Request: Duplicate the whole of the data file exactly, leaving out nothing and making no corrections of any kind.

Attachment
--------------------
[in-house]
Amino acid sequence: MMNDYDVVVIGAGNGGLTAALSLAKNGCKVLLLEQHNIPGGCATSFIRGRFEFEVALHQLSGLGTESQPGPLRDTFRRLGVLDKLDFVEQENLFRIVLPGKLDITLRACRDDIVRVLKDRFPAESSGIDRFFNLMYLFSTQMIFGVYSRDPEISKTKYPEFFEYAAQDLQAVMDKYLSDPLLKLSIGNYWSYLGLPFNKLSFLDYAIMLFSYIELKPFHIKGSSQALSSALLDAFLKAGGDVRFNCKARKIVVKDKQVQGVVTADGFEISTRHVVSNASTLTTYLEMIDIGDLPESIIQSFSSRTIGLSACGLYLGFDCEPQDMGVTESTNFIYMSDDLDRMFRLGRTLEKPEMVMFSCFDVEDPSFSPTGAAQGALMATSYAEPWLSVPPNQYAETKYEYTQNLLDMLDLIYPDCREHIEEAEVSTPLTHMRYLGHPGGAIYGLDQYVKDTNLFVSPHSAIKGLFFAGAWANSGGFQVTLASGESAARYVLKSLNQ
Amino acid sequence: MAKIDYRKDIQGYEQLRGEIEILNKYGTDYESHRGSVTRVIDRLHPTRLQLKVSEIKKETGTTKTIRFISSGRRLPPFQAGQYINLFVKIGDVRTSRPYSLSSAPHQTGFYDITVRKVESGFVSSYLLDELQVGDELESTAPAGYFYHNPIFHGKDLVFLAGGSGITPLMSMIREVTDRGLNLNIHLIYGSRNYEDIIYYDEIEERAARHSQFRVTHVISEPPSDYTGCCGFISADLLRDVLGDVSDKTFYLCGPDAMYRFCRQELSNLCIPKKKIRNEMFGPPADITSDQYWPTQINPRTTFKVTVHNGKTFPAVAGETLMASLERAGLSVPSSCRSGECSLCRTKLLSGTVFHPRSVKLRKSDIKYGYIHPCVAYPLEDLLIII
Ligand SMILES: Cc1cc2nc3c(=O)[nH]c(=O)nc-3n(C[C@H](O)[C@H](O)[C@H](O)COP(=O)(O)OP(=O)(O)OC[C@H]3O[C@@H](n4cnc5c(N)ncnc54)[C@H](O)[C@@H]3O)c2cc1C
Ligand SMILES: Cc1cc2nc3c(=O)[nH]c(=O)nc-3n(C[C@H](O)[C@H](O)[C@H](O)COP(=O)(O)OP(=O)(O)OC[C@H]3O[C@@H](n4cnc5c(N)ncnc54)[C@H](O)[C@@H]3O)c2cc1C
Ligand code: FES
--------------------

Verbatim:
[in-house]
Amino acid sequence: MMNDYDVVVIGAGNGGLTAALSLAKNGCKVLLLEQHNIPGGCATSFIRGRFEFEVALHQLSGLGTESQPGPLRDTFRRLGVLDKLDFVEQENLFRIVLPGKLDITLRACRDDIVRVLKDRFPAESSGIDRFFNLMYLFSTQMIFGVYSRDPEISKTKYPEFFEYAAQDLQAVMDKYLSDPLLKLSIGNYWSYLGLPFNKLSFLDYAIMLFSYIELKPFHIKGSSQALSSALLDAFLKAGGDVRFNCKARKIVVKDKQVQGVVTADGFEISTRHVVSNASTLTTYLEMIDIGDLPESIIQSFSSRTIGLSACGLYLGFDCEPQDMGVTESTNFIYMSDDLDRMFRLGRTLEKPEMVMFSCFDVEDPSFSPTGAAQGALMATSYAEPWLSVPPNQYAETKYEYTQNLLDMLDLIYPDCREHIEEAEVSTPLTHMRYLGHPGGAIYGLDQYVKDTNLFVSPHSAIKGLFFAGAWANSGGFQVTLASGESAARYVLKSLNQ
Amino acid sequence: MAKIDYRKDIQGYEQLRGEIEILNKYGTDYESHRGSVTRVIDRLHPTRLQLKVSEIKKETGTTKTIRFISSGRRLPPFQAGQYINLFVKIGDVRTSRPYSLSSAPHQTGFYDITVRKVESGFVSSYLLDELQVGDELESTAPAGYFYHNPIFHGKDLVFLAGGSGITPLMSMIREVTDRGLNLNIHLIYGSRNYEDIIYYDEIEERAARHSQFRVTHVISEPPSDYTGCCGFISADLLRDVLGDVSDKTFYLCGPDAMYRFCRQELSNLCIPKKKIRNEMFGPPADITSDQYWPTQINPRTTFKVTVHNGKTFPAVAGETLMASLERAGLSVPSSCRSGECSLCRTKLLSGTVFHPRSVKLRKSDIKYGYIHPCVAYPLEDLLIII
Ligand SMILES: Cc1cc2nc3c(=O)[nH]c(=O)nc-3n(C[C@H](O)[C@H](O)[C@H](O)COP(=O)(O)OP(=O)(O)OC[C@H]3O[C@@H](n4cnc5c(N)ncnc54)[C@H](O)[C@@H]3O)c2cc1C
Ligand SMILES: Cc1cc2nc3c(=O)[nH]c(=O)nc-3n(C[C@H](O)[C@H](O)[C@H](O)COP(=O)(O)OP(=O)(O)OC[C@H]3O[C@@H](n4cnc5c(N)ncnc54)[C@H](O)[C@@H]3O)c2cc1C
Ligand code: FES